I love my hobby but I don't want to croak because of it.
Is there a good substitute for ca ? something that sets up quickly but is not too toxic ?
I was out shopping yesterday and was very impressed with all the various types of LED's now on the market.Because these lights run cool and most acrylic paint is transparent to varying degrees ,it may be worth experimenting a bit with creating mood lighting using a painted bulb technique.The only problem I can foresee is getting the paint to stick to the bulb permanently.
I will try experimenting with a transparent undercoat or maybe even a little fine sanding of the bulb itself and see what happens.
Man,if it works,I wish that I had this option ten years ago when lighting the inside of my structures.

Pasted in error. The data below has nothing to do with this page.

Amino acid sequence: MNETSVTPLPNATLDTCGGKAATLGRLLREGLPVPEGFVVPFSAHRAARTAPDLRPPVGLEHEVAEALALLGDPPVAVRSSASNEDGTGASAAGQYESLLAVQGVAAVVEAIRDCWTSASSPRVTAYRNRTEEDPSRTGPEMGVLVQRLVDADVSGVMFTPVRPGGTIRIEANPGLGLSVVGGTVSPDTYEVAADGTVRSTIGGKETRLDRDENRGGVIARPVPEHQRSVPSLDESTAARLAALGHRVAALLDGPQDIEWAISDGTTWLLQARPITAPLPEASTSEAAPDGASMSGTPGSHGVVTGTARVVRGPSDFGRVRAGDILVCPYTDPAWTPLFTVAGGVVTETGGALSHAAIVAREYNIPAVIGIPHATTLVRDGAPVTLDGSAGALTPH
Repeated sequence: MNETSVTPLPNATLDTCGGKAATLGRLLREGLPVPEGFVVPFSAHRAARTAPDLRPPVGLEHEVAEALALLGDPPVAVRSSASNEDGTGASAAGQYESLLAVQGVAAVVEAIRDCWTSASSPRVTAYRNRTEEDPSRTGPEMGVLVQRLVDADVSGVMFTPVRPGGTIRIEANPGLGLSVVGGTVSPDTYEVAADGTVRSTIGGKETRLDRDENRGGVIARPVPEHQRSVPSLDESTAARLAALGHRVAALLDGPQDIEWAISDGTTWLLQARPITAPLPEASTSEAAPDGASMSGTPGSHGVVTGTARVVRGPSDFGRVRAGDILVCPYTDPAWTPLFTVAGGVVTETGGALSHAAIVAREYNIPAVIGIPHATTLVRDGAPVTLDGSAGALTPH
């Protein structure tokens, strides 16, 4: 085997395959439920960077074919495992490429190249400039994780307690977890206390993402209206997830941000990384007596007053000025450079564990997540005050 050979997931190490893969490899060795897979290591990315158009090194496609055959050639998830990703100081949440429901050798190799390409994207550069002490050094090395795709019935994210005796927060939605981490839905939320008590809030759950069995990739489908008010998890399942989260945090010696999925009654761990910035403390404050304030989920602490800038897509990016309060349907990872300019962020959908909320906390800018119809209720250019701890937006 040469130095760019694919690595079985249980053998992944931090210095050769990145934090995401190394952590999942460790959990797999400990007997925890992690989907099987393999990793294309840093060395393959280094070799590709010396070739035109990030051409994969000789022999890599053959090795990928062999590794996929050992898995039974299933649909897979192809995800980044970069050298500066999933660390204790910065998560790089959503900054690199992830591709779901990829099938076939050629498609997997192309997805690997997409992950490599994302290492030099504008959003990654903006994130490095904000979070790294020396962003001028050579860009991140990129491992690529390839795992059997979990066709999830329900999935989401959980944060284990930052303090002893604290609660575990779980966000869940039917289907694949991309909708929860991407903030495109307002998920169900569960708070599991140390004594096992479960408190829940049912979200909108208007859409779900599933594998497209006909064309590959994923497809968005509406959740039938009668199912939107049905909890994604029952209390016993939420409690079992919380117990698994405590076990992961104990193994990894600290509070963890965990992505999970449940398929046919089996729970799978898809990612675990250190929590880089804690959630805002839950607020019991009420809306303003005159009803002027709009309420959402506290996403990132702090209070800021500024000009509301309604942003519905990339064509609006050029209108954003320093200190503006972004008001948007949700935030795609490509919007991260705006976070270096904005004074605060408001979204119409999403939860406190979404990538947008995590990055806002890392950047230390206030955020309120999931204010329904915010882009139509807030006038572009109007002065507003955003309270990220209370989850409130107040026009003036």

The other option would be to borrow them back from the museum and re-wire them here at home using LED's, as I really would like to have them displayed as they were intended to be when I built them.
This pic was taken using the facade of my latest airplane diorama.By positioning the camera just right (no tracks) I can create a whole different scene and use different subject matter as the primary subject,in this case a locomotive that I am building for a "Far West" diorama that I have underway at this time.The locomotive is 1/24 scale and the facade is 1/16th.